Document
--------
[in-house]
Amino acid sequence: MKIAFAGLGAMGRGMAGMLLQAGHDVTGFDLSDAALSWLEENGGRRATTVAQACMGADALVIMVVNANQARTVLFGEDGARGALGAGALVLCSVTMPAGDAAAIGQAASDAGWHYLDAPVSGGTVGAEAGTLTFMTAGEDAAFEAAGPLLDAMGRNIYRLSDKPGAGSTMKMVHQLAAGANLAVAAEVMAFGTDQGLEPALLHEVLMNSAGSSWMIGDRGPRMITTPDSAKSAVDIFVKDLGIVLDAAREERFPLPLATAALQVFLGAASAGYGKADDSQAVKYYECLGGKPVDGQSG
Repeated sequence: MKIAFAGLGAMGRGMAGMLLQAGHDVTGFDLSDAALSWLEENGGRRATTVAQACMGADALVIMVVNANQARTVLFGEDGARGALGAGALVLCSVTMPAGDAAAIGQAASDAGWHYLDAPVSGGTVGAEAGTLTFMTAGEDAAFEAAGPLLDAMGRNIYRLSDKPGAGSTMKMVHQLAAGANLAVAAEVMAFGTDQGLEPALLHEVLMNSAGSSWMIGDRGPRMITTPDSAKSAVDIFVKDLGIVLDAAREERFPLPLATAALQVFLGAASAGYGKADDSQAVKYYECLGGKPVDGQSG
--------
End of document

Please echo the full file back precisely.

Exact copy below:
[in-house]
Amino acid sequence: MKIAFAGLGAMGRGMAGMLLQAGHDVTGFDLSDAALSWLEENGGRRATTVAQACMGADALVIMVVNANQARTVLFGEDGARGALGAGALVLCSVTMPAGDAAAIGQAASDAGWHYLDAPVSGGTVGAEAGTLTFMTAGEDAAFEAAGPLLDAMGRNIYRLSDKPGAGSTMKMVHQLAAGANLAVAAEVMAFGTDQGLEPALLHEVLMNSAGSSWMIGDRGPRMITTPDSAKSAVDIFVKDLGIVLDAAREERFPLPLATAALQVFLGAASAGYGKADDSQAVKYYECLGGKPVDGQSG
Repeated sequence: MKIAFAGLGAMGRGMAGMLLQAGHDVTGFDLSDAALSWLEENGGRRATTVAQACMGADALVIMVVNANQARTVLFGEDGARGALGAGALVLCSVTMPAGDAAAIGQAASDAGWHYLDAPVSGGTVGAEAGTLTFMTAGEDAAFEAAGPLLDAMGRNIYRLSDKPGAGSTMKMVHQLAAGANLAVAAEVMAFGTDQGLEPALLHEVLMNSAGSSWMIGDRGPRMITTPDSAKSAVDIFVKDLGIVLDAAREERFPLPLATAALQVFLGAASAGYGKADDSQAVKYYECLGGKPVDGQSG